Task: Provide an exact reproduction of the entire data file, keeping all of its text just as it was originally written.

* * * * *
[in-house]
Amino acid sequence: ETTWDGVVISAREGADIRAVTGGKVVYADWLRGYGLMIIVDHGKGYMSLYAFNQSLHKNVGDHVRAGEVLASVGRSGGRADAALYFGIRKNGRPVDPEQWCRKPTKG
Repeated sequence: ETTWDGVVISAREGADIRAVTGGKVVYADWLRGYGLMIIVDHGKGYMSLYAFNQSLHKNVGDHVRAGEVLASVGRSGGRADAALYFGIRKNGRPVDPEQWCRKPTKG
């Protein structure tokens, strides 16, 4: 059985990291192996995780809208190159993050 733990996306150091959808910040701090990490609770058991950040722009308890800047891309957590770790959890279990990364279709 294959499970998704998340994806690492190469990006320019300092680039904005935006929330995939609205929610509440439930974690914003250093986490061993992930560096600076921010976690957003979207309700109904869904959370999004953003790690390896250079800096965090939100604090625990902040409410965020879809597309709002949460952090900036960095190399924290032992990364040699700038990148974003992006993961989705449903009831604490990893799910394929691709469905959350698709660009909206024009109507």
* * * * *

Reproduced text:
[in-house]
Amino acid sequence: ETTWDGVVISAREGADIRAVTGGKVVYADWLRGYGLMIIVDHGKGYMSLYAFNQSLHKNVGDHVRAGEVLASVGRSGGRADAALYFGIRKNGRPVDPEQWCRKPTKG
Repeated sequence: ETTWDGVVISAREGADIRAVTGGKVVYADWLRGYGLMIIVDHGKGYMSLYAFNQSLHKNVGDHVRAGEVLASVGRSGGRADAALYFGIRKNGRPVDPEQWCRKPTKG
């Protein structure tokens, strides 16, 4: 059985990291192996995780809208190159993050 733990996306150091959808910040701090990490609770058991950040722009308890800047891309957590770790959890279990990364279709 294959499970998704998340994806690492190469990006320019300092680039904005935006929330995939609205929610509440439930974690914003250093986490061993992930560096600076921010976690957003979207309700109904869904959370999004953003790690390896250079800096965090939100604090625990902040409410965020879809597309709002949460952090900036960095190399924290032992990364040699700038990148974003992006993961989705449903009831604490990893799910394929691709469905959350698709660009909206024009109507």